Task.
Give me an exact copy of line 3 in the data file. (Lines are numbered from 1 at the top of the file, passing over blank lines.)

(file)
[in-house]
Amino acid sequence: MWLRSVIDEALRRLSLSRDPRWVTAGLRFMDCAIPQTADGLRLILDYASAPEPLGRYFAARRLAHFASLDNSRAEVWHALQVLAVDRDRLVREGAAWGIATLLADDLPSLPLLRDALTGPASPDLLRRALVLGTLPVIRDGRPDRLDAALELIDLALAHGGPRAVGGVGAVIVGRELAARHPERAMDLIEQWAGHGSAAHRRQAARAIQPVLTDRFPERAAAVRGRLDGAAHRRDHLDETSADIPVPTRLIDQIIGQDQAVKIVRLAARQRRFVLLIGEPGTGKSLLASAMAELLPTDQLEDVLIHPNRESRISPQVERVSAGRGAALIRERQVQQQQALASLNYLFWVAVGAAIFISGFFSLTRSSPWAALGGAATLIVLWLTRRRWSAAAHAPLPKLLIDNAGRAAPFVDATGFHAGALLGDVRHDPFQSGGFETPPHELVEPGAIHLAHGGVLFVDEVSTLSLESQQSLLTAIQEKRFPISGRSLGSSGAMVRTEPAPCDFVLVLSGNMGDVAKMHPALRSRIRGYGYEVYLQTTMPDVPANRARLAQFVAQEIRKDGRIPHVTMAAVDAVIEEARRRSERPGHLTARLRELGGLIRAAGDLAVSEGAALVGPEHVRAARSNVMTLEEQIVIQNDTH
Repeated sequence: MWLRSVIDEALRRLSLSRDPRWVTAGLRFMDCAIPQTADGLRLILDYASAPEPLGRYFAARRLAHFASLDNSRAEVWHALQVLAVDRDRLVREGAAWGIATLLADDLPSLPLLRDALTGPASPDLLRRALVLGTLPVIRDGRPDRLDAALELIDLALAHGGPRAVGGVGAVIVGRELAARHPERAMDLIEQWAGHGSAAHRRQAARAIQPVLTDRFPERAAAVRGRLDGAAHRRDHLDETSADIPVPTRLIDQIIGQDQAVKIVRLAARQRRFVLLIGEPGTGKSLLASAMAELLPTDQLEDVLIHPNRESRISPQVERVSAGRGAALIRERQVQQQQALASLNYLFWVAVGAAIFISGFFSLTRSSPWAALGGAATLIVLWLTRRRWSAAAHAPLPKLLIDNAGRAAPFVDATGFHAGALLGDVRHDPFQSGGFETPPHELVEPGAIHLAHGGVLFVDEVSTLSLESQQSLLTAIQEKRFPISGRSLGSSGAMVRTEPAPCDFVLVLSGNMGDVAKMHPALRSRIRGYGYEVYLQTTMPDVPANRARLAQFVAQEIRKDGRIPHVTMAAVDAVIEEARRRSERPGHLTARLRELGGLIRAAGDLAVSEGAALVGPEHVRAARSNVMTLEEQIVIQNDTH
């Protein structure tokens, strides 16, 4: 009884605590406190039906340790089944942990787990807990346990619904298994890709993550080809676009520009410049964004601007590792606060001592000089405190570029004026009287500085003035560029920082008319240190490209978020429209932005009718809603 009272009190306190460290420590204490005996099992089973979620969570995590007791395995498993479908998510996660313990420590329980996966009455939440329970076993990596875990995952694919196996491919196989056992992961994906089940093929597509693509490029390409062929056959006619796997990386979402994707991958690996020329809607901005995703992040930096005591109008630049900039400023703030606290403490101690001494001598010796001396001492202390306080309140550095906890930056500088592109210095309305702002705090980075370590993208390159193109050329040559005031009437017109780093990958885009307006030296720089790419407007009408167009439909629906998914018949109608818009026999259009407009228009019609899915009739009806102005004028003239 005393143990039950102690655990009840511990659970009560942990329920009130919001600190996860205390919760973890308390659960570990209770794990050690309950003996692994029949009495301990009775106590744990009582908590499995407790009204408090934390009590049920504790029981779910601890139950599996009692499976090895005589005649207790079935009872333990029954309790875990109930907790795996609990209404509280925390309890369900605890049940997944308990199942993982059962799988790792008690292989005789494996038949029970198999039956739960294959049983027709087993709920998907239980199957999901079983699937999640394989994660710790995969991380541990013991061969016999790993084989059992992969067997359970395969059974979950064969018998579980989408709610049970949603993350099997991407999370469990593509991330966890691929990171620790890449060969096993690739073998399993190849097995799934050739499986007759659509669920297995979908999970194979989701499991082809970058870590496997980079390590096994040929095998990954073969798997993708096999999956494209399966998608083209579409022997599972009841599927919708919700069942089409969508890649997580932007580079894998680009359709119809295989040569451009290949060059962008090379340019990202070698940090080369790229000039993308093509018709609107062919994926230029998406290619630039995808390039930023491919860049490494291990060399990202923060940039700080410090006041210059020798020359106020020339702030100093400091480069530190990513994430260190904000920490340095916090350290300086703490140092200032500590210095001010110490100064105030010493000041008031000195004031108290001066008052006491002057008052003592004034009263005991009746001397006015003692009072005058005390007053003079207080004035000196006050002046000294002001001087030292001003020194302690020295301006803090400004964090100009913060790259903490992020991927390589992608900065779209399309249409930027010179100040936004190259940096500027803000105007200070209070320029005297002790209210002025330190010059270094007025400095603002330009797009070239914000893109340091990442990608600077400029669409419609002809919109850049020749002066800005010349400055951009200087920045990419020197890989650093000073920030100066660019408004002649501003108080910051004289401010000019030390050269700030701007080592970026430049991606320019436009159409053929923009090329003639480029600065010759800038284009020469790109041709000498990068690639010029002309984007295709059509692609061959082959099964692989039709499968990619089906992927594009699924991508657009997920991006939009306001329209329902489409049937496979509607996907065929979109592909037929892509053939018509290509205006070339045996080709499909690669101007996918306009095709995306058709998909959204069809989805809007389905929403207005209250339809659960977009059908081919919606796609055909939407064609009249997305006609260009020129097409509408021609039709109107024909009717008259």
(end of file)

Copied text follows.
Repeated sequence: MWLRSVIDEALRRLSLSRDPRWVTAGLRFMDCAIPQTADGLRLILDYASAPEPLGRYFAARRLAHFASLDNSRAEVWHALQVLAVDRDRLVREGAAWGIATLLADDLPSLPLLRDALTGPASPDLLRRALVLGTLPVIRDGRPDRLDAALELIDLALAHGGPRAVGGVGAVIVGRELAARHPERAMDLIEQWAGHGSAAHRRQAARAIQPVLTDRFPERAAAVRGRLDGAAHRRDHLDETSADIPVPTRLIDQIIGQDQAVKIVRLAARQRRFVLLIGEPGTGKSLLASAMAELLPTDQLEDVLIHPNRESRISPQVERVSAGRGAALIRERQVQQQQALASLNYLFWVAVGAAIFISGFFSLTRSSPWAALGGAATLIVLWLTRRRWSAAAHAPLPKLLIDNAGRAAPFVDATGFHAGALLGDVRHDPFQSGGFETPPHELVEPGAIHLAHGGVLFVDEVSTLSLESQQSLLTAIQEKRFPISGRSLGSSGAMVRTEPAPCDFVLVLSGNMGDVAKMHPALRSRIRGYGYEVYLQTTMPDVPANRARLAQFVAQEIRKDGRIPHVTMAAVDAVIEEARRRSERPGHLTARLRELGGLIRAAGDLAVSEGAALVGPEHVRAARSNVMTLEEQIVIQNDTH